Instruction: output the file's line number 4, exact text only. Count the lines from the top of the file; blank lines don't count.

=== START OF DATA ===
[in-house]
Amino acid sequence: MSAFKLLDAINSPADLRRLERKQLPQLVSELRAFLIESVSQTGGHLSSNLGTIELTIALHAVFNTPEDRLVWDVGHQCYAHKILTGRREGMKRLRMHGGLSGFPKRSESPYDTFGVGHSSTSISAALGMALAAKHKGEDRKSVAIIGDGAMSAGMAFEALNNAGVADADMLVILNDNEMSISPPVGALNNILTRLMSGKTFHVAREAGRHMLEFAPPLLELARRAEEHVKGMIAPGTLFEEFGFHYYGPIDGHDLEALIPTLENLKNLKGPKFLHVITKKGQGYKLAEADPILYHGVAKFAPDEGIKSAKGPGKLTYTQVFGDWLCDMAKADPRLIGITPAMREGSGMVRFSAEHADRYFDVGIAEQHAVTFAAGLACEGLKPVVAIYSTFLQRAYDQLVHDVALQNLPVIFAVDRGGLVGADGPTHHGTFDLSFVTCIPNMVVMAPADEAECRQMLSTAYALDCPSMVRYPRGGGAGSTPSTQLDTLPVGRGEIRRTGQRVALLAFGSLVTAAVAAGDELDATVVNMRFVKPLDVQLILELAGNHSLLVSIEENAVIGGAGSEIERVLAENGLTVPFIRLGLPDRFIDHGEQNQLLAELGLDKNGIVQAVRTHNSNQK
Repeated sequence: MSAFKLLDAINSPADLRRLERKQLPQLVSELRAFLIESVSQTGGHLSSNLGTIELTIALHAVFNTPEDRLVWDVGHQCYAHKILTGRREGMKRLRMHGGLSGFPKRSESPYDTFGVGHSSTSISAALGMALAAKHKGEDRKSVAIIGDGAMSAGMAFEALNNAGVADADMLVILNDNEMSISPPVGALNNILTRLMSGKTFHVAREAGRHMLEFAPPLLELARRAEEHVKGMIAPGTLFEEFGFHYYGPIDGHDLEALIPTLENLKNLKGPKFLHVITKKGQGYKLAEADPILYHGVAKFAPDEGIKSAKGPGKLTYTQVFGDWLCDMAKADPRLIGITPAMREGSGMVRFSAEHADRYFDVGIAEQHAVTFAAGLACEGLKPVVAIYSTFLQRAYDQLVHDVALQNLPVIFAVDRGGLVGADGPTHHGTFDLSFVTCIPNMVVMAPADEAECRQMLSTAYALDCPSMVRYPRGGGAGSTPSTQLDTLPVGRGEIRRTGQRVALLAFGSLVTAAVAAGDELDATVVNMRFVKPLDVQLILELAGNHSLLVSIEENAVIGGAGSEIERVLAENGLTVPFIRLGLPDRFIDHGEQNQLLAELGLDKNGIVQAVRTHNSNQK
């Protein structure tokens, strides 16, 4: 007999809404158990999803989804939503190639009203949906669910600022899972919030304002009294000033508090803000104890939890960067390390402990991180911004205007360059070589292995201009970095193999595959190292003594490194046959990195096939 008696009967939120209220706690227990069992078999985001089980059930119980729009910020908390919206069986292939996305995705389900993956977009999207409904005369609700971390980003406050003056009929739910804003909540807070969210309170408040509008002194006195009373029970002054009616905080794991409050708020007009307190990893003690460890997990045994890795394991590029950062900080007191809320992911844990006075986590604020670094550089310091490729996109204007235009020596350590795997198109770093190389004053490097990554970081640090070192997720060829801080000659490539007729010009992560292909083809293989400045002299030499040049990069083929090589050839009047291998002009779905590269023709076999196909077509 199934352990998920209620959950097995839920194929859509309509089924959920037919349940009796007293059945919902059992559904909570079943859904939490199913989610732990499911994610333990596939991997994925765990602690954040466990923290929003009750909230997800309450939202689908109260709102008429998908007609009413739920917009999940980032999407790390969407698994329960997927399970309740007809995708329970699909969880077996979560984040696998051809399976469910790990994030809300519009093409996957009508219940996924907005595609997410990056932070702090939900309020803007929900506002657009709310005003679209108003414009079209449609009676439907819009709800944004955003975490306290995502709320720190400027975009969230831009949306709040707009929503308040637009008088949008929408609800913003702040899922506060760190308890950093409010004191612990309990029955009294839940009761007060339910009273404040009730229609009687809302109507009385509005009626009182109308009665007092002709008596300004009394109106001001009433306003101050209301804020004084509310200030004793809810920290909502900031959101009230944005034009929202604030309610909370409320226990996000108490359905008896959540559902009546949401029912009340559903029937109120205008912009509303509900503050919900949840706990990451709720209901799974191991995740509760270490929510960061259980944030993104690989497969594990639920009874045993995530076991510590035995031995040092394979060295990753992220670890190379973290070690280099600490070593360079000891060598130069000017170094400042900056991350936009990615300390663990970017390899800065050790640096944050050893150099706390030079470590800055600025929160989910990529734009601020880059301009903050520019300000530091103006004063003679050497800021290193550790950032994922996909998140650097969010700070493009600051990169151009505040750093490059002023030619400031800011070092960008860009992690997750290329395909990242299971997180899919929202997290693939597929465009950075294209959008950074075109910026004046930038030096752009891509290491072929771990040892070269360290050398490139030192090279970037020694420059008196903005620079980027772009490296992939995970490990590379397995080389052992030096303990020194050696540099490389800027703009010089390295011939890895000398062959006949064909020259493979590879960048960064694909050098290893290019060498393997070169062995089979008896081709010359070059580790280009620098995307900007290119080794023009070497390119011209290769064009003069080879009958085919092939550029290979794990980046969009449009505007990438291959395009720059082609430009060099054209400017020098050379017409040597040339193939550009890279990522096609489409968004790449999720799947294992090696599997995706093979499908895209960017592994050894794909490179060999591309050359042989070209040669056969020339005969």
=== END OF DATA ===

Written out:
């Protein structure tokens, strides 16, 4: 007999809404158990999803989804939503190639009203949906669910600022899972919030304002009294000033508090803000104890939890960067390390402990991180911004205007360059070589292995201009970095193999595959190292003594490194046959990195096939 008696009967939120209220706690227990069992078999985001089980059930119980729009910020908390919206069986292939996305995705389900993956977009999207409904005369609700971390980003406050003056009929739910804003909540807070969210309170408040509008002194006195009373029970002054009616905080794991409050708020007009307190990893003690460890997990045994890795394991590029950062900080007191809320992911844990006075986590604020670094550089310091490729996109204007235009020596350590795997198109770093190389004053490097990554970081640090070192997720060829801080000659490539007729010009992560292909083809293989400045002299030499040049990069083929090589050839009047291998002009779905590269023709076999196909077509 199934352990998920209620959950097995839920194929859509309509089924959920037919349940009796007293059945919902059992559904909570079943859904939490199913989610732990499911994610333990596939991997994925765990602690954040466990923290929003009750909230997800309450939202689908109260709102008429998908007609009413739920917009999940980032999407790390969407698994329960997927399970309740007809995708329970699909969880077996979560984040696998051809399976469910790990994030809300519009093409996957009508219940996924907005595609997410990056932070702090939900309020803007929900506002657009709310005003679209108003414009079209449609009676439907819009709800944004955003975490306290995502709320720190400027975009969230831009949306709040707009929503308040637009008088949008929408609800913003702040899922506060760190308890950093409010004191612990309990029955009294839940009761007060339910009273404040009730229609009687809302109507009385509005009626009182109308009665007092002709008596300004009394109106001001009433306003101050209301804020004084509310200030004793809810920290909502900031959101009230944005034009929202604030309610909370409320226990996000108490359905008896959540559902009546949401029912009340559903029937109120205008912009509303509900503050919900949840706990990451709720209901799974191991995740509760270490929510960061259980944030993104690989497969594990639920009874045993995530076991510590035995031995040092394979060295990753992220670890190379973290070690280099600490070593360079000891060598130069000017170094400042900056991350936009990615300390663990970017390899800065050790640096944050050893150099706390030079470590800055600025929160989910990529734009601020880059301009903050520019300000530091103006004063003679050497800021290193550790950032994922996909998140650097969010700070493009600051990169151009505040750093490059002023030619400031800011070092960008860009992690997750290329395909990242299971997180899919929202997290693939597929465009950075294209959008950074075109910026004046930038030096752009891509290491072929771990040892070269360290050398490139030192090279970037020694420059008196903005620079980027772009490296992939995970490990590379397995080389052992030096303990020194050696540099490389800027703009010089390295011939890895000398062959006949064909020259493979590879960048960064694909050098290893290019060498393997070169062995089979008896081709010359070059580790280009620098995307900007290119080794023009070497390119011209290769064009003069080879009958085919092939550029290979794990980046969009449009505007990438291959395009720059082609430009060099054209400017020098050379017409040597040339193939550009890279990522096609489409968004790449999720799947294992090696599997995706093979499908895209960017592994050894794909490179060999591309050359042989070209040669056969020339005969």